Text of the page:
Group Meditation and Chanting – Satsang
next satsangs:
Saturday May 26, June 23, July 22 6.00pm
Free, followed by food. Donations of flowers and/or fruit for the altar welcome.

Sing your heart out is an expression that captures the joy, sharing, connection and even bliss that singing brings. And group singing  is even better. Chanting is devotional singing, usually in a group, and yogic chanting is in Sanskrit, also known as devanagri, the language of the Gods. When singing kirtan or repeating mantras the chanters tune to a cosmic vibration, lifting the soul. Wow.

Back in our bodies there are many physiological benefits of singing or mantra repetition, a gentle workout for the respiratory and cardio-vascular systems as you carry your  breath, toning of the larynx (helps with snoring), gentle improvement of muscle tone in face, neck and torso, for instance.

DSC03998 (2)On a mental level the mind is focused and so gets a break from mental chatter, concentration improves with regularity and the left and right hemispheres of the brain work together giving a good feeling of integration. Well-being arises with the release of endorphins and oxytocin, the stress hormone cortisol is reduced.

Here you see yoga students chanting at the beginning of the class. Framing any activity with chants makes a sacred space and invokes blessing. It creates a mindset of focus and calm and allows us to dedicate the activity to the higher Self.

harmoniumTo come together to sing creates wonderful well-being. Studies show that heartbeats synchronise. Not only is a community created, but a feeling of one-ness arises. Being at one is the essence of yoga – connection with the self, fellow humans and the wider cosmos. Chanting is one of the yogic tools that brings you towards this. It needs practice and repetition, slowly but surely raising the vibration in the system.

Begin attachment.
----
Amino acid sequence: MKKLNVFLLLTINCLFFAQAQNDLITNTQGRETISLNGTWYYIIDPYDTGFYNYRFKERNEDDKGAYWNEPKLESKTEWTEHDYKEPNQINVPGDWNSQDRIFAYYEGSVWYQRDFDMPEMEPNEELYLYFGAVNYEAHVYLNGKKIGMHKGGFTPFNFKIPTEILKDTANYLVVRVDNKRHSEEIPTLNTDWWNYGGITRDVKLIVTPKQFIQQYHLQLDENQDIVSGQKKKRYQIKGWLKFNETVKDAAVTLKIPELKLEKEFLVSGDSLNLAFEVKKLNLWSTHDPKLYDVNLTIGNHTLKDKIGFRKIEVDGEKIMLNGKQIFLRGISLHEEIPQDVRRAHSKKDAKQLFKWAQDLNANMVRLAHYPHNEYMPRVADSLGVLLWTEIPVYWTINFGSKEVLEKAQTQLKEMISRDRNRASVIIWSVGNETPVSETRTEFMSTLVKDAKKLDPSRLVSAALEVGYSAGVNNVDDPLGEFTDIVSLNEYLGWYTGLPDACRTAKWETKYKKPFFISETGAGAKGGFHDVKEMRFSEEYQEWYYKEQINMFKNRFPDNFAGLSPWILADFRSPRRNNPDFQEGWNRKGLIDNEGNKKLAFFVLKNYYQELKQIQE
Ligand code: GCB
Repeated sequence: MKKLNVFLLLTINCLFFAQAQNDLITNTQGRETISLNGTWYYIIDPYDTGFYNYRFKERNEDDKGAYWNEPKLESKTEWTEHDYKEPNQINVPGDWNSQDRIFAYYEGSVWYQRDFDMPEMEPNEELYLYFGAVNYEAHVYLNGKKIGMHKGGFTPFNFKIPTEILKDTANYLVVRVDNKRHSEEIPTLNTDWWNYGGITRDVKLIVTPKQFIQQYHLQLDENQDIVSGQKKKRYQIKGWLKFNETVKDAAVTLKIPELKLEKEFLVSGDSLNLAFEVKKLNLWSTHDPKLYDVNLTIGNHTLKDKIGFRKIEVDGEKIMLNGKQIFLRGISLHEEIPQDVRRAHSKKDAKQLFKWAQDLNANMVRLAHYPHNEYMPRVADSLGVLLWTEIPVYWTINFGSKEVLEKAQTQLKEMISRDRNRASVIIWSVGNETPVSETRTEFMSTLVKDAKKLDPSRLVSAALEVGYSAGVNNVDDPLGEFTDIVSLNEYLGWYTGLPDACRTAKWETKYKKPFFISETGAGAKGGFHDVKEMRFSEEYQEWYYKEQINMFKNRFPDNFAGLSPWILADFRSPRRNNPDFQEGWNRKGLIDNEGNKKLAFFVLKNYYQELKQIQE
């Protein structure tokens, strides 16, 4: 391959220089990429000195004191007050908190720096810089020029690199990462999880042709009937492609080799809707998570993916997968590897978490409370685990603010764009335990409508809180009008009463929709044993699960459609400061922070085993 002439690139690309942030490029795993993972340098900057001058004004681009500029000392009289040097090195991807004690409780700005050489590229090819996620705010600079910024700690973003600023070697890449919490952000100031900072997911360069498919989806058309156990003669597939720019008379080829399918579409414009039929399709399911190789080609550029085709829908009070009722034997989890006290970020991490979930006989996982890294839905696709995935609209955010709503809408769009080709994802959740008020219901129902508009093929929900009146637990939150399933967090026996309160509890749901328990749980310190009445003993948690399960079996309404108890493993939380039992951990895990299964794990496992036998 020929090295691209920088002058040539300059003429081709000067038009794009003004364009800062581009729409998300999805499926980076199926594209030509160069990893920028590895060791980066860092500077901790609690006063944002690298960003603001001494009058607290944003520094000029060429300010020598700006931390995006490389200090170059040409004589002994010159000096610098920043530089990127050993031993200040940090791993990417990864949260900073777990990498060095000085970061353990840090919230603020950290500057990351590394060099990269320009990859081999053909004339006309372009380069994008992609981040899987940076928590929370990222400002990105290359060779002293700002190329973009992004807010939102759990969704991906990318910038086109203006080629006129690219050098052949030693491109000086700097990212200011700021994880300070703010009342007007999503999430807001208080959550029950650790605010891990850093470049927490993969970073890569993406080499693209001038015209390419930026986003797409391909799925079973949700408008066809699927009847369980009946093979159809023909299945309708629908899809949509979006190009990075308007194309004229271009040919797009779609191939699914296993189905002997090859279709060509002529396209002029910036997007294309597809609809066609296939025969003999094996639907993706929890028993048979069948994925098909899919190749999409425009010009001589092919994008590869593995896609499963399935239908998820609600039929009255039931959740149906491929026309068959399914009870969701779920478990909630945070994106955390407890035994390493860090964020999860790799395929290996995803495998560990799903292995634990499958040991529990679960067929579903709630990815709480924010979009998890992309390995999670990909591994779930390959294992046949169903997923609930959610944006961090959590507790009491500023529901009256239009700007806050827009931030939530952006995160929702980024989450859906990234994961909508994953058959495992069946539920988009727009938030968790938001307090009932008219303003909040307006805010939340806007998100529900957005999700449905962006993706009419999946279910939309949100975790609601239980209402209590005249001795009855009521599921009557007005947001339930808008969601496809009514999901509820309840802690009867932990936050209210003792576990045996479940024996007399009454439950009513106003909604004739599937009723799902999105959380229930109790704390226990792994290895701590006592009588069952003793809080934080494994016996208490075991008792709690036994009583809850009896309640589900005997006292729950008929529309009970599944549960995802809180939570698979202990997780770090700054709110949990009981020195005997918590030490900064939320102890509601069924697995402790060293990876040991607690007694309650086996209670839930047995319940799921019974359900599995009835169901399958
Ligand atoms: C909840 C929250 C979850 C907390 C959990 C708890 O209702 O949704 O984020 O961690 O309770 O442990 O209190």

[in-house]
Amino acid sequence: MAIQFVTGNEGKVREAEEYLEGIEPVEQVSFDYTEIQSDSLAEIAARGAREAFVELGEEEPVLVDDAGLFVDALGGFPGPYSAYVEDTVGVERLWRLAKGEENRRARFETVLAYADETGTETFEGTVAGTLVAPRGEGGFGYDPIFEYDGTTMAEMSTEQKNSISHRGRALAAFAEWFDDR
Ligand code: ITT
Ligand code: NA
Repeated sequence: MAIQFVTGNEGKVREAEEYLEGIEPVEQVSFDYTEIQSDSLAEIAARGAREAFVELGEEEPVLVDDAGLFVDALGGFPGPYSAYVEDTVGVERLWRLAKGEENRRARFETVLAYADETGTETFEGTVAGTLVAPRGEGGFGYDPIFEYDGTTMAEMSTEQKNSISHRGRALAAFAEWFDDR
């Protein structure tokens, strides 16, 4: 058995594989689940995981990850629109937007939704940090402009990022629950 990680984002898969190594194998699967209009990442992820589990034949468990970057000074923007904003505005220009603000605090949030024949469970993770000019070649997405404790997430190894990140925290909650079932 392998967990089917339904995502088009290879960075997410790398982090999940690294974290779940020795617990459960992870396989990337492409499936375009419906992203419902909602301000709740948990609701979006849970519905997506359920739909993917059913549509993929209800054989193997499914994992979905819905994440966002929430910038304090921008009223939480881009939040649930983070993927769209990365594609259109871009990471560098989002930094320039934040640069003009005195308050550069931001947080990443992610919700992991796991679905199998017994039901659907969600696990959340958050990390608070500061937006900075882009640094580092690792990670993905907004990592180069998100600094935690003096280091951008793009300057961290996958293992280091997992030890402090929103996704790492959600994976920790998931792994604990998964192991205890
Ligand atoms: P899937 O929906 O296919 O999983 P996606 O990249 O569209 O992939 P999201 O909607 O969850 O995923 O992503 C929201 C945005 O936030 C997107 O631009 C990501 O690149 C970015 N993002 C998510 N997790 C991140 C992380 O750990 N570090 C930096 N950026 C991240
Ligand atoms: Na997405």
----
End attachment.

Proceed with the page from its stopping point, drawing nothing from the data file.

Here at Viveka Gardens there is regular group chanting in satsang and chanting workshops to develop skills and confidence. Mainly we are yogis from the Sivananda tradition and chant classic kirtan and mantras in Sanskrit, but we are most definitely open to chanting from other traditions of spirit. We use a harmonium but bring your shakers and drums if you want!

You may be interested to read what is bhakti yoga?


I loved participating in the Chanting workshop! the content felt full and rich. I enjoyed the fun warm up exercises to begin with which I didn’t know about. I feel Sundari shared a wealth of knowledge with us and held space with heart for us to practice chanting and explore the topic together. There were opportunities for practising leading a chant and playing the harmonium – yey! I felt excited and safe enough to have a go under Sundari’s guidance and with the support of the group also. All in all it was a really positive experience and I feel encouraged and inspired to build on it. I have a new respect and appreciation for all the teachers out there that make leading chants look so easy. And – great handouts! I feel blessed, thank you. Teresa (Chanting workshop, October 2016)